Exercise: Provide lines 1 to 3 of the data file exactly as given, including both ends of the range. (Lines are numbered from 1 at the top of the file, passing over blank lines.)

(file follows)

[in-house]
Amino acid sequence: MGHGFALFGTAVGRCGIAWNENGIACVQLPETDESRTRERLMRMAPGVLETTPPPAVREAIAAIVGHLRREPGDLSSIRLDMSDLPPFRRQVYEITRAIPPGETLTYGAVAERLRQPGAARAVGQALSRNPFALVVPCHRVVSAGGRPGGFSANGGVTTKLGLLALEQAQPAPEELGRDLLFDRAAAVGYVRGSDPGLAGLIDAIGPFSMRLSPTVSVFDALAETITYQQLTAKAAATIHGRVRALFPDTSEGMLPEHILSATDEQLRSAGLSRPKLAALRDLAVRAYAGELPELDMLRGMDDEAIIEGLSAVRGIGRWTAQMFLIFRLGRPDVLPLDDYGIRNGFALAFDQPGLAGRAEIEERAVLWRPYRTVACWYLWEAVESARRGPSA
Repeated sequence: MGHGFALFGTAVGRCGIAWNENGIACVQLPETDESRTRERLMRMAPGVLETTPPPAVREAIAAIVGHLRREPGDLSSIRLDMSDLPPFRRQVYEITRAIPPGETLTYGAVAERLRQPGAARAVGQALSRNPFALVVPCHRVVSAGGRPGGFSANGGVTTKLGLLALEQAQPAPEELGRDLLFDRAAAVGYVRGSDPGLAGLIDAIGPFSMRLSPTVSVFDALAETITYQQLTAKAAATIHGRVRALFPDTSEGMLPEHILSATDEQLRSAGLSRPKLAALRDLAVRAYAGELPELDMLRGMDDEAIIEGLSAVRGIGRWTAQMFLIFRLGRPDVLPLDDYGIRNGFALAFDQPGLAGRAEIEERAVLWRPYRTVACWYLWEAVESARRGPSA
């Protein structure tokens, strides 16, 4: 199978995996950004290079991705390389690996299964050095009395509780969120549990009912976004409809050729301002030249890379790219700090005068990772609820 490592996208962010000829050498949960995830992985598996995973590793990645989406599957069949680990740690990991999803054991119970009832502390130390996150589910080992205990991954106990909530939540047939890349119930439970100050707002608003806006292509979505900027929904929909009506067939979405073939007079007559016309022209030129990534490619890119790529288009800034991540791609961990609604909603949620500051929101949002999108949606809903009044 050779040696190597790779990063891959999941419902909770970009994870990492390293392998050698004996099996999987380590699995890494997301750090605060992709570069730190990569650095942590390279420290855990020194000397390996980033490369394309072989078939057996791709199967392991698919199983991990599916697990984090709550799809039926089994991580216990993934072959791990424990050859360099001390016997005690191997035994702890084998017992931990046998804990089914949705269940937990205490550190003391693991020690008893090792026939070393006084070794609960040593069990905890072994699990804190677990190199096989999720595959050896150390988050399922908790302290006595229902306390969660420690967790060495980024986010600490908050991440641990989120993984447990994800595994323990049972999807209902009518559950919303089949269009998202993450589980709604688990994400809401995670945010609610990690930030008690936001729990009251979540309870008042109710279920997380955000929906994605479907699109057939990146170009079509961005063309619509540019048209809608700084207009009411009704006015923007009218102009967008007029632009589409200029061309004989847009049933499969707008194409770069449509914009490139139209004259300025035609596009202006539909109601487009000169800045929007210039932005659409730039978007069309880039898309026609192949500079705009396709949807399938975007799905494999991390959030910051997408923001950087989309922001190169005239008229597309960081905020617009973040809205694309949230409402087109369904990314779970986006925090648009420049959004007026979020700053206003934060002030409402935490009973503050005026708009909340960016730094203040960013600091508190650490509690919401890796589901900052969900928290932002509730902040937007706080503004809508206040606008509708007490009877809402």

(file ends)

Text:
[in-house]
Amino acid sequence: MGHGFALFGTAVGRCGIAWNENGIACVQLPETDESRTRERLMRMAPGVLETTPPPAVREAIAAIVGHLRREPGDLSSIRLDMSDLPPFRRQVYEITRAIPPGETLTYGAVAERLRQPGAARAVGQALSRNPFALVVPCHRVVSAGGRPGGFSANGGVTTKLGLLALEQAQPAPEELGRDLLFDRAAAVGYVRGSDPGLAGLIDAIGPFSMRLSPTVSVFDALAETITYQQLTAKAAATIHGRVRALFPDTSEGMLPEHILSATDEQLRSAGLSRPKLAALRDLAVRAYAGELPELDMLRGMDDEAIIEGLSAVRGIGRWTAQMFLIFRLGRPDVLPLDDYGIRNGFALAFDQPGLAGRAEIEERAVLWRPYRTVACWYLWEAVESARRGPSA
Repeated sequence: MGHGFALFGTAVGRCGIAWNENGIACVQLPETDESRTRERLMRMAPGVLETTPPPAVREAIAAIVGHLRREPGDLSSIRLDMSDLPPFRRQVYEITRAIPPGETLTYGAVAERLRQPGAARAVGQALSRNPFALVVPCHRVVSAGGRPGGFSANGGVTTKLGLLALEQAQPAPEELGRDLLFDRAAAVGYVRGSDPGLAGLIDAIGPFSMRLSPTVSVFDALAETITYQQLTAKAAATIHGRVRALFPDTSEGMLPEHILSATDEQLRSAGLSRPKLAALRDLAVRAYAGELPELDMLRGMDDEAIIEGLSAVRGIGRWTAQMFLIFRLGRPDVLPLDDYGIRNGFALAFDQPGLAGRAEIEERAVLWRPYRTVACWYLWEAVESARRGPSA